UN chief urges Syria to end violent crackdown

Ban Ki-moon expresses “strong concern over mounting violence and death toll” in telephone conversation with president.

Protests have gathered strength in recent weeks despite the crackdown on demonstrators [Reuters]

UN Secretary General Ban Ki-moon has called on Syrian President Bashar al-Assad to halt the use of force against civilians “immediately”.

Ban spoke to the Syrian leader by phone on Saturday to express “his strong concern and that of the international community at the mounting violence and death toll” in the country over the past week, the UN press office said in a statement.
The secretary general has been trying for months to speak with Assad, UN officials have said, but the Syrian president had been refusing to take his calls.

The last time Ban spoke with Assad was in May, when he told Assad to end the violent crackdown against pro-democracy demonstrators.

Saturday’s phone call comes days after the UN Security Council overcame deep divisions and condemned Damascus’ bloody crackdown on civilian protesters, the 15-nation body’s first substantive action on Syria’s five-month-old uprising.

Ban’s statement said Assad referred to “the large number of lives lost among the security forces and police,” an assertion that the Syrian government has made repeatedly since the crackdown began – and one which Western diplomats have voiced doubts about.
“The secretary-general said he condemned the violence against both the civilians as well as security forces,” the statement said.
Ban also referred to Assad’s promises of reforms.
“The secretary-general underscored that for these measures to gain credibility, the use of force and mass arrests must stop immediately,” the UN press office said.

Military assault
On Sunday, activists said the army had launched a pre-dawn assault on the eastern city of Deir ez-Zor.

The London-based Syrian Observatory for Human Rights (SOHR) said tanks entered several areas of the city, and shelling was reported from at least three suburbs.

Meanwhile, the opposition Local Co-ordination Committees (LCC) said defected soldiers in the Joura neighbourhood were trying to protect residents from the military and pro-Assad thugs.

The LCC also reported that the army, backed by tanks, was strengthening its positions in the city of Homs.

The Assad government has sought to crush a democracy movement with brutal force, killing around 1,650 civilians and arresting thousands of dissenters since March, according to the SOHR.

General elections

As the violence continued on Saturday, Walid al-Muallem, Syria’s foreign minister promised “free and fair” general elections by the end of the year. He said the new parliament will represent the aspirations of the Syrian people. 

The four-year term of the current parliament expired earlier this year and Assad is expected to set a date for new legislative elections before the end of 2011.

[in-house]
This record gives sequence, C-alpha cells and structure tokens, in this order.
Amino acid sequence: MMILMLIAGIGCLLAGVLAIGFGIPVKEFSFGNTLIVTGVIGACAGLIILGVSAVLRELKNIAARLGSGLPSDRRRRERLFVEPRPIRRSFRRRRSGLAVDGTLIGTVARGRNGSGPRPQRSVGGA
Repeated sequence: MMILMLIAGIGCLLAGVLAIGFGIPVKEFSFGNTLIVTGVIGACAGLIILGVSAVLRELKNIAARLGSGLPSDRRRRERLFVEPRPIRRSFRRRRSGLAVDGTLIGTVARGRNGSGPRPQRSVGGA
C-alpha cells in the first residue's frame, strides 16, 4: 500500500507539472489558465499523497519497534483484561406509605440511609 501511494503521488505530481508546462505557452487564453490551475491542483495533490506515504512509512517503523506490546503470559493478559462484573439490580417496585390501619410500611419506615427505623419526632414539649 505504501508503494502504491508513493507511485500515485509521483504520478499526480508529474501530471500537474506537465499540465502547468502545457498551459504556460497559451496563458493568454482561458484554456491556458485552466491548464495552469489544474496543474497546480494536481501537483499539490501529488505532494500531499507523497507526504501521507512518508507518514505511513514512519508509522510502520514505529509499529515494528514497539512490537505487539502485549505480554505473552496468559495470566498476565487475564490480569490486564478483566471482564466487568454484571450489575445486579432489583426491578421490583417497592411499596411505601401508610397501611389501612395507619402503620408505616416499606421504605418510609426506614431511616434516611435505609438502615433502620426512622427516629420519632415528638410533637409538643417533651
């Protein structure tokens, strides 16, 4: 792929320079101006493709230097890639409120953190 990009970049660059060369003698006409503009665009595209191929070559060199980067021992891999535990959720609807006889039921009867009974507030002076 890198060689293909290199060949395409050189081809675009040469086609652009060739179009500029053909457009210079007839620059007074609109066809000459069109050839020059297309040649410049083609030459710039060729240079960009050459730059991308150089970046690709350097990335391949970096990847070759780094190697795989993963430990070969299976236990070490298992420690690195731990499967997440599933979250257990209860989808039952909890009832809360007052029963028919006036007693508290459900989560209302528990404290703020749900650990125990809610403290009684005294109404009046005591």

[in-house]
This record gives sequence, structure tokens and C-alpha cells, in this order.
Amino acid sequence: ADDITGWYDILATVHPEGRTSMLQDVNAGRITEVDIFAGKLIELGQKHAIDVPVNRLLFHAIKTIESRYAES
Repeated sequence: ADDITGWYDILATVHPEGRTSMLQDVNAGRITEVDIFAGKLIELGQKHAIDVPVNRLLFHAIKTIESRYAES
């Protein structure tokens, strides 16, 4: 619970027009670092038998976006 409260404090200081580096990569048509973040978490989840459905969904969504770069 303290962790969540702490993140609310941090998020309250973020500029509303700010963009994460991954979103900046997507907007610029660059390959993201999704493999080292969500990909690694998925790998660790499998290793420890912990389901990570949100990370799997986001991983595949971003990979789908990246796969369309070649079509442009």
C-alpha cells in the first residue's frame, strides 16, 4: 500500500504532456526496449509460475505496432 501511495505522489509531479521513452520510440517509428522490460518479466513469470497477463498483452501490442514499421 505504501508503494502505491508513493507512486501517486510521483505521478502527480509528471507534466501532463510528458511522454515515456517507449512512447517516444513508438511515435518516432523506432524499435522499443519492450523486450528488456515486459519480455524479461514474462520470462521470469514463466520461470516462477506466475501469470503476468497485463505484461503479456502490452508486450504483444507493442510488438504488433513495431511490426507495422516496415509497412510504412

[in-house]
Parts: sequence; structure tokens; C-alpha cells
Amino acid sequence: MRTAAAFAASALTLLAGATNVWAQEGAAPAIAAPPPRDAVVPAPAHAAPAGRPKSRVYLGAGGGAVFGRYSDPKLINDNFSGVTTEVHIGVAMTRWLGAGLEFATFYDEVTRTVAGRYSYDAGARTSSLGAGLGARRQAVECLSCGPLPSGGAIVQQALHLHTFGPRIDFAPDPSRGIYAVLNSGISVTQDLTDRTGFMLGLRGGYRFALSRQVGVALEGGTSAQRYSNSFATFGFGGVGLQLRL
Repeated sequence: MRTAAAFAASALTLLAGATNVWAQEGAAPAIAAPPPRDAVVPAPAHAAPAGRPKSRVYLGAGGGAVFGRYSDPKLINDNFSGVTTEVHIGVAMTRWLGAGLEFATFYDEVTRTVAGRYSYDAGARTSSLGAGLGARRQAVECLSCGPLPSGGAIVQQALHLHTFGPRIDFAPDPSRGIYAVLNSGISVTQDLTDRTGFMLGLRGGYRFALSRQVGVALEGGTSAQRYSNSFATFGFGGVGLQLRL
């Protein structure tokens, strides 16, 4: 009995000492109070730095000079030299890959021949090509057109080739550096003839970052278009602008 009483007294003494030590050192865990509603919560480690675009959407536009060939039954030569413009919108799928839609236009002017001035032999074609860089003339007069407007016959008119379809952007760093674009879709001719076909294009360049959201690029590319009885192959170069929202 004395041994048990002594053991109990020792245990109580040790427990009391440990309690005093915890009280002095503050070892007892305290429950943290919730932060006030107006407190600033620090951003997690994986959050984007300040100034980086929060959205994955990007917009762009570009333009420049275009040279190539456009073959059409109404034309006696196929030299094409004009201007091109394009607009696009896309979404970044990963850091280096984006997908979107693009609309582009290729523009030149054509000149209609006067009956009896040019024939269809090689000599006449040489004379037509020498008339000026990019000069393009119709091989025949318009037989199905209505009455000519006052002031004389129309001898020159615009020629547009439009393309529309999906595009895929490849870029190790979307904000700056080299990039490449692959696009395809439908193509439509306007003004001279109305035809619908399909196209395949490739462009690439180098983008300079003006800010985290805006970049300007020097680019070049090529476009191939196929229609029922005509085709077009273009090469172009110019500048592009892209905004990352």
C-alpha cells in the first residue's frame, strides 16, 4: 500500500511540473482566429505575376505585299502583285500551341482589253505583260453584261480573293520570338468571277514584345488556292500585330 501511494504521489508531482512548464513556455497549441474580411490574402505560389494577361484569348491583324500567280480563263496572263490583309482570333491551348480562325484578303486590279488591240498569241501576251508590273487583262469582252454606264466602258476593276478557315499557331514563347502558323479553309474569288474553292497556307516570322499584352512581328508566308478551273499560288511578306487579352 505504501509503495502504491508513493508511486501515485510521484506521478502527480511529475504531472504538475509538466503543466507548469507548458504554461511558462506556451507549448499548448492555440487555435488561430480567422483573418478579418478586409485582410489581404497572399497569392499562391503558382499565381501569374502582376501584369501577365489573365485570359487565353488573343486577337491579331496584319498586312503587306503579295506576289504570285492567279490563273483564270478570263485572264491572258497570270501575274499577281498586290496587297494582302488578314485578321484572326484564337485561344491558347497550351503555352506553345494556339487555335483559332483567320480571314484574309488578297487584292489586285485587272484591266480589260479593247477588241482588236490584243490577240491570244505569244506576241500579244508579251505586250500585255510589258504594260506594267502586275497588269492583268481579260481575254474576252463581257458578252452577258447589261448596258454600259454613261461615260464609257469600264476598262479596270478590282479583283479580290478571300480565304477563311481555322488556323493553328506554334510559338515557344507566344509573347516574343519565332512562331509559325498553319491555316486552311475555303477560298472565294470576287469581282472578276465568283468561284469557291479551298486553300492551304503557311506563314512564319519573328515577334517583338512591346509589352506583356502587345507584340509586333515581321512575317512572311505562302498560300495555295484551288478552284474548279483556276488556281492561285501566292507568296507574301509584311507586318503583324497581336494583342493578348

Al-Muallem pledged to press ahead with reforms and said dialogue was the only way forward for Syrians.

“The ballot box will be the determining factor and it will be up to the elected parliament to review adopted draft bills to decide on them,” he said during a meeting he held with Arab and foreign ambassadors in Damascus.

Shortly after Muallem’s announcement, security forces arrested Walid al-Bunni, a prominent opposition figure and former political prisoner, the head of the SOHR said.

“The Syrian security services on Saturday evening arrested opposition figure and ex-political prisoner Walid al-Bunni” and his sons Moayed and Ayad, Rami Abdel Rahman told the AFP news agency.

‘Patience running out’

Turkish Prime Minister Tayyip Erdogan gave a stark warning to Assad that his country’s patience is
running out with Syrian regime over its bloody crackdown on protesters.

“Our patience s running out. Therefore I am sending Turkish foreign minister to Syria to hold all the necessary talks there,” Erdogan said.

“Our messages will be conveyed to them clearly during this visit and the upcoming process will be shaped according to their response and steps that will be taken.”

He said the minister would go to Syria on Tuesday.

Meanwhile, Guido Westerwelle, the German foreign minister, said in an interview to be published on Sunday, that Assad has no future in politics.

“I don’t believe that Assad has a political future ahead of him which is supported by the Syrian people”, Westerwelle told the German Sunday newspaper Allgemeine Sonntagszeitung.

Westerwelle’s ministry is reportedly in talks with members of the opposition in Syria. 

Gulf Arab states on Saturday called for an “immediate halt to violence and bloodshed” in Syria after security forces reportedly killed at least 24 civilians in the latest round of anti-government protests.

The six-member Gulf Co-operation Council (GCC) also expressed concern over the “increasing violence and the excessive use of force which resulted in killing and wounding large numbers.”

The GCC called for “resorting to wisdom, and implementing serious and necessary reforms that preserve the rights of the Syrian people, and meet their aspirations.”

Source: Al Jazeera, News Agencies


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